Governing Board Members

Maher Chebbo
Chair

Valérie Marcel
Chatham House
Vice Chair

Elfriede More
Federal Ministry for Sustainability and Tourism, Austria
Rapporteur

Ari Huhtala
Senior Environmental Advisor
Treasurer

Christine Eibs Singer
Senior Energy Access Advisor

Tareq Emtairah
United Nations Industrial Development Organization (UNIDO)

Mark Fogarty
First Energy Asia

Silke Krawietz
SETA Network

Ajay Mathur
The Energy and Resources Institute (TERI)

Twarath Sutabutr 
Ministry of Energy Thailand

Danielle Walsh
Individual Member (HSBC)

Martijn Wilder
Pollination

Ji Qiang Zhang
GEI China

 

Advisory Board

The REEEP Advisory Board comprises eminent experts and thinkers in the clean energy and related fields, who provide the organization with high-level expertise and strategic guidance. Members are invited by the Director General and approved by the Governing Board.

Advisory Board Members

James Cameron
Overseas Development Institute
Chair

Harish Hande
SELCO

Aled Jones
Global Sustainability Institute, Anglia Ruskin University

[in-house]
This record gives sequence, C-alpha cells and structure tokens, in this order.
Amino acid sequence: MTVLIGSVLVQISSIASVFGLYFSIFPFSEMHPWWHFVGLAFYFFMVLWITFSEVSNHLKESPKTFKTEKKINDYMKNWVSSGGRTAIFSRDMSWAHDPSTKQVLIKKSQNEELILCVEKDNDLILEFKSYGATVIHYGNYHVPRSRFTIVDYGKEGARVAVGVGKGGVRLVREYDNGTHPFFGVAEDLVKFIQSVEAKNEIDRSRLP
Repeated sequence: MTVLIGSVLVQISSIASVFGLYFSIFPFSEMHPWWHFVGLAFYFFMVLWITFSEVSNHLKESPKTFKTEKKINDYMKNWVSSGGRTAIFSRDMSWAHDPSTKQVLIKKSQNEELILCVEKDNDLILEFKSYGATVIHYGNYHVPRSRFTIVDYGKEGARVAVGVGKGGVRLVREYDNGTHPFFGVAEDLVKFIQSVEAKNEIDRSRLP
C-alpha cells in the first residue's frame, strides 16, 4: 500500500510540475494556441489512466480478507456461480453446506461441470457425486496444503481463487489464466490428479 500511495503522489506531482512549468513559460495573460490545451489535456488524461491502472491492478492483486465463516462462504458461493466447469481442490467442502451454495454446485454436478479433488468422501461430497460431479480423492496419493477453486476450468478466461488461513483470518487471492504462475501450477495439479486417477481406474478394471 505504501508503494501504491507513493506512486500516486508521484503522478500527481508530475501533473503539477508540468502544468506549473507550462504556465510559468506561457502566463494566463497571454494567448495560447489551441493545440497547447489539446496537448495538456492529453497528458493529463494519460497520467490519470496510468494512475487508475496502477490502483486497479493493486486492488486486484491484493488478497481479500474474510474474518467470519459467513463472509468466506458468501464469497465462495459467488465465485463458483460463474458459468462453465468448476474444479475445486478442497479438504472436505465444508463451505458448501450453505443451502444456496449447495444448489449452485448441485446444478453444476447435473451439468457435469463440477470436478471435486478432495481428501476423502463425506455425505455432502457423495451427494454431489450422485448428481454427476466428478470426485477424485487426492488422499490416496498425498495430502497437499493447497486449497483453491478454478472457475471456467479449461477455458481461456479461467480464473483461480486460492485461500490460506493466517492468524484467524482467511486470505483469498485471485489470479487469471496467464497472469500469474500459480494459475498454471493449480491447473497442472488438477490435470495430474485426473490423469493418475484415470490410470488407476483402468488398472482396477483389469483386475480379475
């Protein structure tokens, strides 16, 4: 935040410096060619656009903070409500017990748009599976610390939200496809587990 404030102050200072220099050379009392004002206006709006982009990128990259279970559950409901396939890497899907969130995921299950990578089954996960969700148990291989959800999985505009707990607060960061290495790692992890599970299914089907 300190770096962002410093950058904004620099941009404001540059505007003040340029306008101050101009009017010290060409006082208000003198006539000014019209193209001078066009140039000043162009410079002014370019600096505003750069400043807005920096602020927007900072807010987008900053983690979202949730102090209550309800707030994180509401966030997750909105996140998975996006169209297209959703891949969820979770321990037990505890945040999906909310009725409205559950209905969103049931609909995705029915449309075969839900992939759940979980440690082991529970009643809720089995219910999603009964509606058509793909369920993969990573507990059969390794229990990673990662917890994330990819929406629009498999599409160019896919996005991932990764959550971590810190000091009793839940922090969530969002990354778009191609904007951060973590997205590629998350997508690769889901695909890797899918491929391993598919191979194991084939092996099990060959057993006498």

Mark Lambrides
The Nature Conservancy

Mala Manku
The Cavendish Group

Kevin Nassiep
City of Cape Town

Leslie Parker
Renewable Energy and International Law Project

Paul Savage
Nextek Power Systems / EMerge Alliance

Sven Teske
University of Technology Sydney

Richenda Van Leeuwen
Rocky Mountain Institute

Molly Webb
Energy Unlocked

 

Energy Efficiency Asia (EEA)

EEA offers you the opportunity to network and showcase your most efficient solutions to close to 3000 carbon, clean energy and energy efficiency professionals from over 50 countries. Programme Director Eva Oberender will be speaking, and REEEP stakeholders get one-third off the regular price!